"A vote to continue this process is a vote that assists John McCain" - Joe Andrew
There has been an important defection in the Democratic race for Super Delegates. Former DNC Chair Joseph Andrew, appointed to the Chair by former President Bill Clinton, has switched his support from Hillary Clinton to Barack Obama. This reversal has sent shockwaves reverberating through campaign Clinton, through the remaining uncommitted Super Delegates and has re-energized the Obama campaign. In his official endorsement speech, Chairman Andrew said:
I have been inspired. - Today I am announcing my support for Senator Barack Obama for President of the United States of America. I am changing my support from Senator Clinton to Senator Obama, and calling for my fellow Democrats across my home State of Indiana, and my fellow super delegates across the nation, to heal the rift in our Party and unite behind Barack Obama." . . . We need a candidate who will re-invigorate the economy and keep good jobs here in America. We need a candidate who will end the war in Iraq. We need a candidate who will provide health coverage for our 45 million uninsured neighbors. We need a candidate who will end our addiction to high-priced foreign oil by investing in renewable energy here at home. - That candidate is Barack Obama . . . My endorsement of Senator Obama will not be welcome news to my friends and family at the Clinton campaign. If the campaign's surrogates called Governor Bill Richardson, a respected former member of President Clinton's cabinet, a "Judas" for endorsing Senator Obama, we can all imagine how they will treat somebody like me. They are the best practitioners of the old politics, so they will no doubt call me a traitor, an opportunist and a hypocrite. I will be branded as disloyal, power-hungry, but most importantly, they will use the exact words that Republicans used to attack me when I was defending President Clinton. (1)
Andrew was one of five Super Delegates to announce their support today for Obama. There seems to be a sense among the uncommitted Super Delegates that despite Hillary's victory in Pennsylvania, it is more apparent then ever that she has no mathematical path to the nomination. Indeed, going to one of the many "Delegate Counters" that allow one to calculate how a given result would affect the remainder of the race like this one at CNN - http://www.cnn.com/2008/POLITICS/02/29/delegate.counter/index.html shows that Senator Clinton doesn't have any plausible way to beat Obama. A scenario where Clinton wins 65% of the vote in all of the remaining states (she has only ever exceeded 60% once in any state) and 55% of the remaining Super Delegates (more seem to be heading to Obama every day) still results in Obama getting to the 2025 delegates needed to clinch the nomination.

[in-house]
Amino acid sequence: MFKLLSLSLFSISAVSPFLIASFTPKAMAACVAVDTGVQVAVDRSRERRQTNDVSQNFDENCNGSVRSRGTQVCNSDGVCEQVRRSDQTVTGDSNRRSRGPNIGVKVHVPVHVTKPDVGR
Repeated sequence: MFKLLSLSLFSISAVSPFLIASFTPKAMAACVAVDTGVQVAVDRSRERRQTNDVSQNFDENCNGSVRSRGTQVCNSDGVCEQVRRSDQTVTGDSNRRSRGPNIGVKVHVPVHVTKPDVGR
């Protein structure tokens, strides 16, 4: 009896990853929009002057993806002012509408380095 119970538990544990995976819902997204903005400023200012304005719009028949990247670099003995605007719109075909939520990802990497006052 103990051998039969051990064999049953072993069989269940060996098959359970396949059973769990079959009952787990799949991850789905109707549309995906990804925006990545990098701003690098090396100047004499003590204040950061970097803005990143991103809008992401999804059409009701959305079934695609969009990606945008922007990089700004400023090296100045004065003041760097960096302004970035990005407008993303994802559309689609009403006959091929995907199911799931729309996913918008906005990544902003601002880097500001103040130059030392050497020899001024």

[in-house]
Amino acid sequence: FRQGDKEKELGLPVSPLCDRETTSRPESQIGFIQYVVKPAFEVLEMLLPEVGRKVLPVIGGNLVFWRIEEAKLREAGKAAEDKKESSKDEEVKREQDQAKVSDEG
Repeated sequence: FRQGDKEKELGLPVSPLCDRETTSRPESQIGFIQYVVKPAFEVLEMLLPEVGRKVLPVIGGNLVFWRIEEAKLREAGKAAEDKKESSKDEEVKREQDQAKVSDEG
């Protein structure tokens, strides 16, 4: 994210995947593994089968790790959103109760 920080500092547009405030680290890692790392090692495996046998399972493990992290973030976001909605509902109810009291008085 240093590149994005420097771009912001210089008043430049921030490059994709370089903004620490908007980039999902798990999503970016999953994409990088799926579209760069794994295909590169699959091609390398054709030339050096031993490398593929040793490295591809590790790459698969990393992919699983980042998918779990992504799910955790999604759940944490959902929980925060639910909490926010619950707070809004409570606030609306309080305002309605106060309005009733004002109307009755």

Once super delegates digest those facts, I think many of them become upset, as Joe Andrew seems to have, at the tactics of Hillary's campaign that seems to be geared toward kneecapping Obama and destroying his ability to win the General Election. Andrew's defection is a powerful signal to the rest of the Super Delegates. If Andrew, a former DNC chair with all of his ties to the Clintons believes switching to Obama is the right thing, and he feels that this is what the party needs to win in November, many super delegates will be persuaded to follow him.
Senator Clinton did her best to try to put a good spin on the news. Clinton told ABC's "Nightline": "I think this has been good for the Democratic Party. ... People can decide however they want to decide. That's up to them. But anyone who believes this is bad for the party I just think is not paying attention, because the level of enthusiasm to be part of this process is, from my perspective, helping us build a stronger and deeper Democratic base." (2)
I don't think anyone is buying the argument anymore that this race for the nomination is good for the party or country. Senator Clinton's negative/unfavorable vote is approaching 60%, the same number believe she doesn't tell the truth. Both of those numbers are up by over 10% over a few weeks ago. Senator Obama's unfavorables are also up although they are not anywhere near as bad as Senator Clinton's. Both candidates' numbers are suffering in head-to-head races against presumptive Republican nominee John McCain. If the super delegates look at Joe Anthony and Senator Clinton's comments it is obvious whom they should believe and with whom they will identify. What the Democratic Party needs is more super delegates to do what Joseph Andrew has done; announce support for Obama and end what has become this toxic race for the Democratic Nomination.